Record spending to somehow create jobs

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Record spending to somehow create jobs


A job seeker looks through openings at a start-up fair for women at the Incheon Samsan World Gymnasium in Incheon on Tuesday. [YONHAP]

The Moon Jae-in government plans to spend a record amount to create jobs as its income-led growth policy is attacked for killing them.

According to the Ministry of Economy and Finance on Tuesday, next year’s jobs-related budget has been set at 23.5 trillion won ($21.2 billion), a 22 percent increase from this year’s 19.2 trillion won, which was a record amount of spending on jobs.

The overall budget is 9.7 percent higher than this year’s, a record 470.5 trillion won.

“The jobs-related budget was increased 22 percent with focus on creating direct jobs for those in vulnerable situations like the elderly, women and people with disabilities,” Finance Minister Kim Dong-yeon said Tuesday during the announcement of the 2019 budget in Seoul. “We are spending more on establishing the conditions for creating jobs indirectly such as expanding and extending unemployment paychecks, job training and helping middle-aged people get new jobs.


“Recently we have been focusing more on creating more job opportunities in social services and on the budgets for innovative growth and related industries as well as research and development spending on small and medium-sized enterprises (SME), which will greatly contribute to creating more jobs.”

The government increased its budget for encouraging job opportunities in the private sector.

This includes a 1.37 trillion won budget to help young people apply for jobs at SMEs, which is a 191 percent increase from the 355.4 billion won being spent this year. It funds a program, which was introduced in 2016, in which a young person who lands a job at an SME will be able to save 16 million won over two years of employment. The government pays 9 million won and the company 4 million won when the employee saves 3 million won during the two years. The amount goes up to 30 million won for those who land three-year contracts. The government pays 18 million won and the company 6 million won when the employee saves 6 million over three years.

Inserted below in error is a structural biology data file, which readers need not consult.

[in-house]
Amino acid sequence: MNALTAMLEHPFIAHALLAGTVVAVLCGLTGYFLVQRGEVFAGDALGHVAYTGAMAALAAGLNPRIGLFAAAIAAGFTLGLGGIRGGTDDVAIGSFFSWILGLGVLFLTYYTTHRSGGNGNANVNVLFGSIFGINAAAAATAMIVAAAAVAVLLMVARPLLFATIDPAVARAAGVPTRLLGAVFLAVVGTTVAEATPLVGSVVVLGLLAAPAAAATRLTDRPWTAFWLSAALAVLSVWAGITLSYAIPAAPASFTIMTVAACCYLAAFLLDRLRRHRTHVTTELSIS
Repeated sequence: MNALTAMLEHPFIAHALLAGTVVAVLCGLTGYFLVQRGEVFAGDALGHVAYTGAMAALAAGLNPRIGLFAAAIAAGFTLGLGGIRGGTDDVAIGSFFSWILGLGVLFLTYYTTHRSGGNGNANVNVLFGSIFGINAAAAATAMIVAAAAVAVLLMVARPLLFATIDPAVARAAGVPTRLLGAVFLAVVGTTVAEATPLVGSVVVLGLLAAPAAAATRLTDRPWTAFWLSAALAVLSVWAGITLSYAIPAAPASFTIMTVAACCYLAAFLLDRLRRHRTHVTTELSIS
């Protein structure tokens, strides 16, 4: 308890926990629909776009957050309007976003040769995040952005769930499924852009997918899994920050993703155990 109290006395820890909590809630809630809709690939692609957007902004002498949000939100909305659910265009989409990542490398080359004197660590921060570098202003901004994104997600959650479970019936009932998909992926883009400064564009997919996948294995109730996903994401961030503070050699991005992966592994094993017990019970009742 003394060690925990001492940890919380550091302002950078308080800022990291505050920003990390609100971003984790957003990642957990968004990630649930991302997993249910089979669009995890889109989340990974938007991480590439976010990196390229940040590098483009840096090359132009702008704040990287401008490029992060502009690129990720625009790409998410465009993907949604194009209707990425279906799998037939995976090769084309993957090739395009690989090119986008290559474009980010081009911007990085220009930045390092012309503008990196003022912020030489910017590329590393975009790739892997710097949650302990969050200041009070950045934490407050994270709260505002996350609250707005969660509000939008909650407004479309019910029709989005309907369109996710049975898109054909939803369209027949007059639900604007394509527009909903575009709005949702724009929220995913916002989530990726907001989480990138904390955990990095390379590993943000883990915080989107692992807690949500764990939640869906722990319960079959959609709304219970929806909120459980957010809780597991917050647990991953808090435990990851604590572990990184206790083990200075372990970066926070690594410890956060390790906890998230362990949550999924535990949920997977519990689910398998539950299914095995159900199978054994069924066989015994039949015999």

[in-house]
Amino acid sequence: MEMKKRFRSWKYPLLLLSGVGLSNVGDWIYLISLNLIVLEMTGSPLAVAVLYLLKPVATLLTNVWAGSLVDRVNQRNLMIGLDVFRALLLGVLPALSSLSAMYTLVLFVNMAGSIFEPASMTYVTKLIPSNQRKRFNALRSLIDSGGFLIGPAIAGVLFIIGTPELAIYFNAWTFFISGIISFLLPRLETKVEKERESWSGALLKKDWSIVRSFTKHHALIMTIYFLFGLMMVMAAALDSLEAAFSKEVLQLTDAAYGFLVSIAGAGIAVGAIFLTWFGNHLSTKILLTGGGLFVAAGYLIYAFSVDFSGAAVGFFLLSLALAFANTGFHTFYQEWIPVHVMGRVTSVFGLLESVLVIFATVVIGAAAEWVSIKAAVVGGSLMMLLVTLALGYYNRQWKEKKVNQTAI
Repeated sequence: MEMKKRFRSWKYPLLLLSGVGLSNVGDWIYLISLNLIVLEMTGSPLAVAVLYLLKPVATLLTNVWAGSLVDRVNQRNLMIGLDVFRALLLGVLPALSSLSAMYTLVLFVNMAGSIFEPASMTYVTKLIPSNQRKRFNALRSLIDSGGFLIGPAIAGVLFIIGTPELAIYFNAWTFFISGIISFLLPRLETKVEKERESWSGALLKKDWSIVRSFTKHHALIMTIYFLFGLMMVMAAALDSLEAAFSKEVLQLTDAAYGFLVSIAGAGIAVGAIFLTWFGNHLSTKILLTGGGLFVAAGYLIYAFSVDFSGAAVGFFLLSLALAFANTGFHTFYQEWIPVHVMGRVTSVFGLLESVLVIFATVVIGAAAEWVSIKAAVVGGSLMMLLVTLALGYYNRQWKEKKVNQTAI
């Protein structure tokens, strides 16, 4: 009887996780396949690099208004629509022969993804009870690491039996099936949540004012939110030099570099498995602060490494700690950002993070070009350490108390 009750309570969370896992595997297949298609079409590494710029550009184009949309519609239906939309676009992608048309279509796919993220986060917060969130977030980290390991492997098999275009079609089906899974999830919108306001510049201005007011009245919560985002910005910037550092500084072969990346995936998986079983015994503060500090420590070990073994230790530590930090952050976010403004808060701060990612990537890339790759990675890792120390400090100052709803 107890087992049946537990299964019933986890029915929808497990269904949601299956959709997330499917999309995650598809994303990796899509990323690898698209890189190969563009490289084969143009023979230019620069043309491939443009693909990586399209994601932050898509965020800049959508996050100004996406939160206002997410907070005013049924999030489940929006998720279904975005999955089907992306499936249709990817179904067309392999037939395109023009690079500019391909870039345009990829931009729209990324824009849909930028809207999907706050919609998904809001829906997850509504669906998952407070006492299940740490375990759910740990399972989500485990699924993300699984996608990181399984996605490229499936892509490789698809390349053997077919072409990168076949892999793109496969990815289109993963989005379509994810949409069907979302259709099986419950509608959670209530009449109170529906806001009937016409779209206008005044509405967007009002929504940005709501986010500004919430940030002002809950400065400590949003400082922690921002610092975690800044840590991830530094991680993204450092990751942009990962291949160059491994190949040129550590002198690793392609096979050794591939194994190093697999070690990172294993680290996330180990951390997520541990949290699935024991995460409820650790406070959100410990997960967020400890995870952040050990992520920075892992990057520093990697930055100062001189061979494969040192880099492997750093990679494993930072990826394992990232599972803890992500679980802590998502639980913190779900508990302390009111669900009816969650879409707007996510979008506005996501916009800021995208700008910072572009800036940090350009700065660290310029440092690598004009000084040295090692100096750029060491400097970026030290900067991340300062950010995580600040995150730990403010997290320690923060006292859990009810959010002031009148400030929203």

Additionally, the government has increased the budget to give subsidies to SMEs that hire people under the age of 35. A company can get as much as 9 million won a year for each new hire.

That budget has been increased 271 percent from 192 billion won to 713.5 billion won.

The government also plans to spend 1.5 trillion won in creating jobs for women, such as taking care of senior citizens, as well as 820 billion won on jobs for senior citizens. It hopes to increase jobs for women from a target of 120,000 this year to 136,000 next year, and for senior citizens from 510,000 this year to 610,000 next.

The government is expanding jobs in social services offered by the public sector, such as day care, as well as upgrading contract workers to the regular payroll, which gives them benefits such as health insurance and employment insurance.

The government increased its industry, SMEs and energy budget 14 percent to 18.6 trillion won. It increased its budget for R&D to 20.4 trillion won, a modest 3.7 percent rise.

The health, welfare and employment budget, which includes the 23.5 trillion won spending on jobs, has been increased 12.1 percent to 162.2 trillion won. Even when excluding the jobs budget, it grew more than 10 percent. The health, welfare and employment budget is the largest component of the budget as a whole, accounting for 34 percent.

The only area that is seeing a decline was infrastructure projects, also known as social overhead capital, or SOC. The government cut the SOC budget 2.3 percent to 18.5 trillion won. If the government budget is approved by the National Assembly, it will be the fourth year in a row that the SOC budget has been downsized.

The Moon government began in May 2017 with a vow to focus on creating quality jobs with better pay, especially for the young and those in lower income brackets. It said their spending would boost demand and ultimately supply, establishing sustainable yet balanced economic growth.

Since 2017, the government has planned spending of 51 trillion won, including two supplementary budgets, one last year and another earlier this year, hoping to turn around the job market situation.

Instead, its policies - particularly a steep increase in the minimum wage - seem to have killed jobs. The latest job report said that only 5,000 jobs were added in July compared to around 300,000 in most months last year.

Critics have called for the Moon government to abandon its income-led growth policy. But Moon on Monday doubled down during a cabinet meeting, stressing that next year’s budget was focused on making the income-led growth policy work.

“We reflected the amount needed in encouraging jobs in the private sector, the basic pension, disability pensions and childcare support as well as support for small business owners, [which all are] for income-led growth in next year’s budget,” Moon said.

He stressed that economic recovery is the government’s mission.

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